This One Sneaky Trick Practically Guarantees You Ace Your Next Phone Interview

This super-simple trick might seem silly, but it can make a huge difference in the way a future employer perceives you.


If you’ve been on the job hunt in the past few years, you’ve probably had to do at least one phone interview. Phone interviews are becoming increasingly popular as the method employers use to select the candidates they want to speak to in person.

The nature of phone interviews can be both a blessing and a curse. On the one hand, the interviewer can’t see you, so you don’t have to worry about how to dress, how to sit, or even making eye contact. On the other hand, you can’t use any of those tactics to impress your interviewer; they form their opinion of you based only on what you say and how you sound. For more on what to say, check out our guide to 16 tough interview questions.

Luckily, this incredibly simple tip might be just what you need to gain an edge. It comes down to a single word: SMILE.

If you’re wondering how your smile could possibly affect the opinion of a person who can’t see it, you’d be surprised. Smiling actually has a major impact on the way your voice sounds. It makes you “sound happier, lighter, more accessible and much friendlier,” according to career blogger Coach Joan. You’ll sound more energetic and interested right from the start, and the person on the other end of the line will immediately feel more at ease with you.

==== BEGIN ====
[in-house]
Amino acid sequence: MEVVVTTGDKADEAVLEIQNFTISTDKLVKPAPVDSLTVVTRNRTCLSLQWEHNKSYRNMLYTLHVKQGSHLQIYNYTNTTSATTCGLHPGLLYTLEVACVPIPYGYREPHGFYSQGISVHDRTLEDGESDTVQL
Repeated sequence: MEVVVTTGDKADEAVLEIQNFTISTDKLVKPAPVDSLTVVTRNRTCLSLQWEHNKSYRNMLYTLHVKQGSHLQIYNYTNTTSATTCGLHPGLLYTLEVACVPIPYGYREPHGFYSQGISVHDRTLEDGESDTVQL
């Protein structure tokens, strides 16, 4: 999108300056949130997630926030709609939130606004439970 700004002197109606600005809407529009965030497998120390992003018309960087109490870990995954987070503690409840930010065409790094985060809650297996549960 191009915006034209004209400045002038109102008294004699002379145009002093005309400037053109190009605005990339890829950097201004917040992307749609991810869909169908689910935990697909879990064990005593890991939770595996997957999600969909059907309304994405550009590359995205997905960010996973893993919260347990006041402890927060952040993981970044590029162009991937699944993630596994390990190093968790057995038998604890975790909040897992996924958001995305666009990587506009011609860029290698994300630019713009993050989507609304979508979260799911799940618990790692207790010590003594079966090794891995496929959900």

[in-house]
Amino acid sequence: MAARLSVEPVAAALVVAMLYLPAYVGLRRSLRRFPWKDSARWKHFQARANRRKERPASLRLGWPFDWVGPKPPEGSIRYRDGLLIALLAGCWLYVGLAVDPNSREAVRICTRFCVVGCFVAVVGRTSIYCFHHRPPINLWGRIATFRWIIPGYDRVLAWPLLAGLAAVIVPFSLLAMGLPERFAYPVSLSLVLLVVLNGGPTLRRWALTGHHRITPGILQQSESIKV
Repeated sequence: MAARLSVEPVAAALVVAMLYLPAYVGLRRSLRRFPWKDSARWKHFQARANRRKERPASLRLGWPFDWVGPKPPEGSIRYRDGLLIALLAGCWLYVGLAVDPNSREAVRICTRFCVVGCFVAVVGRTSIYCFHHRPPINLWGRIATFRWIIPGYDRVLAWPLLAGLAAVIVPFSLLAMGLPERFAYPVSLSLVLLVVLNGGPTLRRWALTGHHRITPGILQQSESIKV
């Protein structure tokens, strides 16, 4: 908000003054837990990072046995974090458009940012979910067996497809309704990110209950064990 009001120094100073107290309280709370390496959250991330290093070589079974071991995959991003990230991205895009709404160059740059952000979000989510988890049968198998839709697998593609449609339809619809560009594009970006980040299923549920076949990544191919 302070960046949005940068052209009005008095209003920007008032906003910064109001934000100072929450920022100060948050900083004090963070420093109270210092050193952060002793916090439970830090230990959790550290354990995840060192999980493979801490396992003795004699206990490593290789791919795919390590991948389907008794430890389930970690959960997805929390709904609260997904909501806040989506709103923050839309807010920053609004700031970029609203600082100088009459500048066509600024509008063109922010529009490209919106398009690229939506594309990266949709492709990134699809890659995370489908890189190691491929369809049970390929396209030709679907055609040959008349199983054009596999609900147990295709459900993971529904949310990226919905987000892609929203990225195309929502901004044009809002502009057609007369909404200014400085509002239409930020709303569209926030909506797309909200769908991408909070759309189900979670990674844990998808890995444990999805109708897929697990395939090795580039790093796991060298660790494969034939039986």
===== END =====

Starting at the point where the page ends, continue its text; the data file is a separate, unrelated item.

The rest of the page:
Coach Joan suggests standing by a mirror during the interview to make sure you’re smiling the entire time. Even if you feel goofy at first, you’ll quickly get used to it—and your smile will probably help ease your nerves, too! Plus, using a mirror during a phone interview is great practice for an in-person one, since you can’t exactly look in the mirror during one of those! So the next time you land a phone interview, get ready to start grinning right from “Hello.” If you’re a first-time job hunter, make sure you’re not making these 10 mistakes.

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Meghan Jones
Meghan Jones is a Staff Writer for who has been writing since before she could write. She graduated from Marist College with a Bachelor of Arts in English and has been writing for Reader's Digest since 2017. In spring 2017, her creative nonfiction piece "Anticipation" was published in Angles literary magazine.